(The following statement was released by the rating agency)
Feb 06 - Fitch Ratings takes the following rating action on South Haven, MI’s (the city) limited tax general obligation (LTGO) bonds:
--$4.18 million LTGO capital improvement bonds, series 2003, affirmed at ‘AA-';
--$1.23 million LTGO capital improvement bonds, series 2007, affirmed at ‘AA-';
--$9.68 million LTGO capital improvement bonds, series 2008, affirmed at ‘AA-';
--$9.48 million LTGO capital improvement bonds, series 2009, affirmed at ‘AA-'.
Fitch also affirms an implied unlimited tax general obligation rating of ‘AA-'.
The Rating Outlook is Stable.
The bonds are secured by the city’s full faith and credit and its ad valorem tax, subject to constitutional, charter and statutory limitations.
STRONG FINANCIAL PERFORMANCE: Management has demonstrated a commendable record of conservative budgeting and proactive fiscal philosophy resulting in sustained very strong reserve levels.
SEASONAL ECONOMY: The seasonal nature of the population presents a moderate credit risk as the full time population is small, albeit stable.
STABLE, CONCENTRATED TAX BASE: The city tax base has enjoyed significant growth and recent stability during the economic downturn despite the high percentage of second-home ownership.
MODERATE DEBT: City debt levels are moderate in relation to the tax base. Further, overall carrying costs are moderate given the city’s manageable and well-funded pension obligations.
LTGO RATING ON PAR WITH IMPLIED ULTGO: The LTGO bonds are rated on par with the implied ULTGO rating on the basis of the city’s solid general fund reserves and general budgetary flexibility.
The city of South Haven, 39 miles west of Kalamazoo, covers 3.5 square miles along the eastern coast of Lake Michigan. While the city’s full time population is limited at just over 4,440 residents this number grows to over 15,000 during the summer with vacationers and seasonal residents.
The city tax base has exhibited dramatic growth and resiliency increasing over 100% over the past decade with modest declines of 8.3% in 2011 and 1.5% in 2012. It remains vulnerable to further declines given the large number of seasonal, second-homes. Leading taxpayers are a diverse mix of retail and recreational properties but the city budget is heavily reliant on property tax revenues.
The city has a strong tourism base which is complemented by other local employment options in the healthcare, pharmaceutical and manufacturing sectors. Employment remains somewhat cyclical with average unemployment in Van Buren County, where 99% of the city is located, at over 12% in 2009 and 2010. The rate has improved modestly over the past two years but on average remains above state and national averages due to the seasonal economic component. City income indicators are on par with state but below national levels.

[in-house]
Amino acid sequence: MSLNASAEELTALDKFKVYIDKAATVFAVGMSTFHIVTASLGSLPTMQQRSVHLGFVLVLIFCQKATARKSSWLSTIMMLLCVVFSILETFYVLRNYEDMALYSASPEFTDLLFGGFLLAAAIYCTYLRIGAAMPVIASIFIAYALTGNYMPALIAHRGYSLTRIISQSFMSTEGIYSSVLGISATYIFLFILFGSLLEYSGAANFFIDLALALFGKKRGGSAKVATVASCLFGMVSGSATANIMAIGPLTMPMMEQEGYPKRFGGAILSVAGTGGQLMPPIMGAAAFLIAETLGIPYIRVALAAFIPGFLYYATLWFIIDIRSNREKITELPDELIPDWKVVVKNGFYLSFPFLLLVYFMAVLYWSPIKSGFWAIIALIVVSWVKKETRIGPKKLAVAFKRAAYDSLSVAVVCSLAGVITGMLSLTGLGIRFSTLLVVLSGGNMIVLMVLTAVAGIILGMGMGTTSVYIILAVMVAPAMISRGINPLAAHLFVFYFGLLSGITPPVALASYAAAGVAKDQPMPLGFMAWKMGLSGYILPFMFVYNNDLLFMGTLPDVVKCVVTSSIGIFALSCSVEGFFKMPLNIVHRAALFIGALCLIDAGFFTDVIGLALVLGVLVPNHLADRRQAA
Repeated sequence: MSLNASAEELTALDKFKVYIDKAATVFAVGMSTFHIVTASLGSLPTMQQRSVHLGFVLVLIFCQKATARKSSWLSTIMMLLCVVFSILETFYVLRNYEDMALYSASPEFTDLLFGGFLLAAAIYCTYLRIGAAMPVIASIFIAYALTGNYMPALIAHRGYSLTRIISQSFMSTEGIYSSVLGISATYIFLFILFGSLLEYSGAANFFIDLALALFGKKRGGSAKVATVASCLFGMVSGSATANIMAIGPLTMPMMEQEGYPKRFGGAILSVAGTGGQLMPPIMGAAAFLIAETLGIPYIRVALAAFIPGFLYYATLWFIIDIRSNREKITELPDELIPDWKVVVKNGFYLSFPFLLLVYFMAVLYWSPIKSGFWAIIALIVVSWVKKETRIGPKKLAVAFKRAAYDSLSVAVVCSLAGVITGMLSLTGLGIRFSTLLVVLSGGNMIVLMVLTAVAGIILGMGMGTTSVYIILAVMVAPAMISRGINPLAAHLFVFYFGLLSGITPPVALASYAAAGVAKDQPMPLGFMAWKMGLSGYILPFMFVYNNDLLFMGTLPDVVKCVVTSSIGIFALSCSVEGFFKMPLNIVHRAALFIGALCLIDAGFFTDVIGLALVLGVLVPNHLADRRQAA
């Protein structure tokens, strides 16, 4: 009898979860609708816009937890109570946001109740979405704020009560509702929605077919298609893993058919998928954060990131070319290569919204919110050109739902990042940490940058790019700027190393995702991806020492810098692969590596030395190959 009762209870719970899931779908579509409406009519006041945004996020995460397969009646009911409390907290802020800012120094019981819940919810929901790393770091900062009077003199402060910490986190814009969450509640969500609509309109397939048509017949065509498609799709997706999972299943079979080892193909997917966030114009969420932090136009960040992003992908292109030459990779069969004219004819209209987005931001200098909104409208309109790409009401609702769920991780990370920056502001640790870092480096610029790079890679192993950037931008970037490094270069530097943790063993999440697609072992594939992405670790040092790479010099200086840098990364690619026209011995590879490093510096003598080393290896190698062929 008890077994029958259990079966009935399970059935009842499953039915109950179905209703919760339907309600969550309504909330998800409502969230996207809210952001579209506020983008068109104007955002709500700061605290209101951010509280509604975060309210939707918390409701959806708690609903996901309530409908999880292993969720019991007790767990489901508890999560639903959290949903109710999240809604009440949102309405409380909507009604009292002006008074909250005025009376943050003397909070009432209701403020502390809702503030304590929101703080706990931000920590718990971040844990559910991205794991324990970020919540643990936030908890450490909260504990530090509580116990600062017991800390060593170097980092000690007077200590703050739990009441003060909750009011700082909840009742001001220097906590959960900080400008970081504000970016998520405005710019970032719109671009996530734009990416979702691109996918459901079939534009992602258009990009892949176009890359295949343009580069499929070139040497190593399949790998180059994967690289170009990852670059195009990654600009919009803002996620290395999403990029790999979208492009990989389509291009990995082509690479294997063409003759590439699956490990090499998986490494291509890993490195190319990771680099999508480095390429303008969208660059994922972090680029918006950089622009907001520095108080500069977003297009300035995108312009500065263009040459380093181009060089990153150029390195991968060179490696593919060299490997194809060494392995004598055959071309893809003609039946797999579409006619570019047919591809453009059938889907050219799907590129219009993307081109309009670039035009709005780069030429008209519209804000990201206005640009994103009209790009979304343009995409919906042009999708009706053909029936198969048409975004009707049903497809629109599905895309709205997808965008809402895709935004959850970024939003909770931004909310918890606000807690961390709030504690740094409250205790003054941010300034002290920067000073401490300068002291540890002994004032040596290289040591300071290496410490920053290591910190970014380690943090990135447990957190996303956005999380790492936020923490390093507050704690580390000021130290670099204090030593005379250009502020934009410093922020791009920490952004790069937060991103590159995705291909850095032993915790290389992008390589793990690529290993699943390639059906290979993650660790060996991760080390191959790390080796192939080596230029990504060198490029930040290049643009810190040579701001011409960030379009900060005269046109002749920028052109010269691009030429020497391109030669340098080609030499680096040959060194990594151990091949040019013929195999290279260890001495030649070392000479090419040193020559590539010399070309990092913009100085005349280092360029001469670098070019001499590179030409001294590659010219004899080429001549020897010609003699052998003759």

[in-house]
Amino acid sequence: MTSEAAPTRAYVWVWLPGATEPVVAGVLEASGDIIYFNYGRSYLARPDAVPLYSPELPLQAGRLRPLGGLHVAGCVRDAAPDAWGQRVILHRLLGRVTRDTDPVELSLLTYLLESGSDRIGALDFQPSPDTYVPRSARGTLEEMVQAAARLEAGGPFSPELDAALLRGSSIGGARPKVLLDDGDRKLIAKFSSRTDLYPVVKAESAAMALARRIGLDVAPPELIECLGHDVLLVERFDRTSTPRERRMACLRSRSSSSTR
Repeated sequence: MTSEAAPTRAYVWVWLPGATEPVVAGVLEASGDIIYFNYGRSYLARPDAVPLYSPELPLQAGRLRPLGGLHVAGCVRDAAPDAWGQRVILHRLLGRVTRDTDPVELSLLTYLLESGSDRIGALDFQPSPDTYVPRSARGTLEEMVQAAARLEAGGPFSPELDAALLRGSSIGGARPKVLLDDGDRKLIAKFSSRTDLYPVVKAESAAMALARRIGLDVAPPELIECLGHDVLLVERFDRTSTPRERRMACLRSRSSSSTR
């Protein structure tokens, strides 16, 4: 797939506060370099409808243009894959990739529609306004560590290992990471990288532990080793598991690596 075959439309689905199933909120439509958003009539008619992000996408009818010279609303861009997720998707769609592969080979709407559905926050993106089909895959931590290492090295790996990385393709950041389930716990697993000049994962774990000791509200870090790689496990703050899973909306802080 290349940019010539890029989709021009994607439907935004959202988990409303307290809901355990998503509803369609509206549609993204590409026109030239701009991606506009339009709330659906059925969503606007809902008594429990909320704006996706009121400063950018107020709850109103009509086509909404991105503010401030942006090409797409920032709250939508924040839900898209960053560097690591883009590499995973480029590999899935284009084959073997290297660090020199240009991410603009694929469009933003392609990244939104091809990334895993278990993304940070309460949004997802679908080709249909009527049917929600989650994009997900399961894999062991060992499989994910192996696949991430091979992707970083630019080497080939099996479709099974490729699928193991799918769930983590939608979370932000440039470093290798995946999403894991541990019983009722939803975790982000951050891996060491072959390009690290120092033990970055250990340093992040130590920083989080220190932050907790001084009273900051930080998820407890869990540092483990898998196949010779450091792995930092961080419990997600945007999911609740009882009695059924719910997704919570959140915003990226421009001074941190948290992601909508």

South Haven’s financial position has been consistent, characterized by healthy reserve levels and well-managed operations despite limited revenue raising flexibility. The city taxes at its maximum property tax under the Headlee limit. While the 2007, 2008, and 2009 bonds are paid from identified revenue sources, Fitch believes that if property tax revenue were needed for debt service, general fund operations could become strained given the revenue raising constraints.
General fund reserves are a strong $2.8 million or 42% of budget at fiscal year-end 2012. Operational surpluses in five of the last six years increased reserves from 28% in 2007. Budget to date preliminary results for 2013 are balanced. Fitch expects the city to maintain very high reserves to offset general fund revenue concentration and limitations.
Property tax revenue is the city’s largest revenue source accounting for 70% of total general fund revenues. Uncharacteristic of many Michigan municipalities, the city has not experienced significant declines in taxable valuations and property taxes have proven to be a stable revenue source for the city. The city receives a small amount of state shared revenues and has conservatively budgeted for decreases in the statutory portion of state revenue. South Haven has been able to avoid significant staff reductions over the past three years and has made efforts to reduce spending levels in all departments slowing expenditure growth, which provides the city some future expenditure flexibility, if needed.
Due to the seasonal nature of the city’s households, overall debt levels are high at $9,679 per capita when measured against the lower year-round population and more moderate at 4.1% of full market value, reflecting the significant investment of the seasonal residents. Repayment of debt is average with 44% of principal retired in 10 years. The city expects to issue $3 million bonds for reconstruction of the police/fire complex in 2013 and has no other plans for additional debt in the nearfuture. While the 2007, 2008, and 2009 bonds are LTGO’s of the city, the city uses tax increment revenues captured by the city’s downtown development authority to pay the 2007 bonds and water utility system revenues to pay the 2008 and 2009 bonds. Fitch expects debt burden to remain moderate, with minimal additional debt issuances.
The city participates in the Municipal Employees Retirement System of Michigan, an agent multi-employer defined benefit pension plan. Annual pension costs are manageable at approximately 1% of general fund expenditures and the plan is 95% funded as of December 2010 using Fitch’s 7% investment rate of return. Other post-employment benefits (OPEB) are being funded on a pay-go basis, $25,412 for 2012 with a moderate unfunded liability of $1.09 million at June 30, 2012. Overall carrying costs for debt service, pensions and OPEB are moderate at 19% of 2012 general and debt service fund expenditures.